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Are You Using Secure Software?


If you are using Skype and Dropbox for your personal use you may be ok but you may want to think twice about using them for things that you need to keep secure. The EFF has released a scorecard that rates over 40 different messaging services on seven point ranging from encryption to code audits. This scorecard was launched late 2014 but has been kept updated  with the most recent change being 2016/3/13. Of the most commonly used applications FaceTime and iMessage are only popular messaging apps that are relatively secure, and there are quite a few apps that have been developed and been marketed as secure which score higher still.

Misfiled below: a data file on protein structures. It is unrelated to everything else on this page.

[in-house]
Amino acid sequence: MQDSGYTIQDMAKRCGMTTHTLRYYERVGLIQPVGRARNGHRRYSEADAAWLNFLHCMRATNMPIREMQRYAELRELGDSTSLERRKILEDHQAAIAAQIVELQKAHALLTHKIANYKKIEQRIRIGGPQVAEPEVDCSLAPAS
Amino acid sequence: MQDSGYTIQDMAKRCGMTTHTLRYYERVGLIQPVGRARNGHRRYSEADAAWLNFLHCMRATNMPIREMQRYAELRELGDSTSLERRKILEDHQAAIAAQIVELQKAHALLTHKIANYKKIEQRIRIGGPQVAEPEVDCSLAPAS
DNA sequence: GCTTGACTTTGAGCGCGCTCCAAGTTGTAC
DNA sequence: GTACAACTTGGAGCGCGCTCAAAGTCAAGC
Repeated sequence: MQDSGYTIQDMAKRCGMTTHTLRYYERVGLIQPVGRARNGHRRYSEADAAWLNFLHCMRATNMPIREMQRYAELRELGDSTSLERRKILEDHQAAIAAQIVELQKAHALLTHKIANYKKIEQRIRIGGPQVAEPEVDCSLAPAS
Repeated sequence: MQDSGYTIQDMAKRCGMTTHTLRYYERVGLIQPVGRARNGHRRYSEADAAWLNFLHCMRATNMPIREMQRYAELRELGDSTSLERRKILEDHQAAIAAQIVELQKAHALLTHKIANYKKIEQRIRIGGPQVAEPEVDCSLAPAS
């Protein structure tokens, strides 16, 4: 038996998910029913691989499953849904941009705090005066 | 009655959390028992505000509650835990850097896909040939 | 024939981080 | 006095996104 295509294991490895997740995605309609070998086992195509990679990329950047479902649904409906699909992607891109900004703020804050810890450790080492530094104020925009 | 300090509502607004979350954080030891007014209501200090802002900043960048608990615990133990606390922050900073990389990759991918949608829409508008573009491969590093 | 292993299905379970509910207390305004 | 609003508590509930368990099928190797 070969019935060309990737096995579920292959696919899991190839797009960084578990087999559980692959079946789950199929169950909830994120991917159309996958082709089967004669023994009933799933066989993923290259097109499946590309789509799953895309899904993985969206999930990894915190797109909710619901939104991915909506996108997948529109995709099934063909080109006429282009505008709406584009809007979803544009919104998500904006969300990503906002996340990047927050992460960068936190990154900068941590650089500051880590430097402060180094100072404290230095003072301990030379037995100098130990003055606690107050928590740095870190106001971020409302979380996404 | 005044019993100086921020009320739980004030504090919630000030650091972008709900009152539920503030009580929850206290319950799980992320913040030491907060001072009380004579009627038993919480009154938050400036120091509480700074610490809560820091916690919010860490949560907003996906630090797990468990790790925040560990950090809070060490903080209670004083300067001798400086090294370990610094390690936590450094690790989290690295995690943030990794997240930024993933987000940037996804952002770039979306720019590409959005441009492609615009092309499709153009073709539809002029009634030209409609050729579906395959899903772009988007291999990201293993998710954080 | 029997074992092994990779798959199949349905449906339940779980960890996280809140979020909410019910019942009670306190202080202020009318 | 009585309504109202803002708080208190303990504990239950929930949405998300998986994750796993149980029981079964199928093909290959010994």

For the full list follow this link.

In more recent news last friday at the ABA Techshow there was a panel called “Can They Hear Me Now? Practicing Law in an Age of Mass Surveillance” There is an excellent report that can be found here but there are several very import points that they cover but don't elaborate much on.

The main thing is that security is an ongoing process that requires work and you will never be perfect or done. Everything is the field is evolving and changing so even if you were secure a few months ago you may not be now. You should research the software you are using and see if they have a history of strong or weak security or if any new problems have been discovered, and when you are making changes and upgrades to software make security a priority. Often there are more secure alternatives to popular applications, a good example cited is SpiderOak as a good alternative to Dropbox.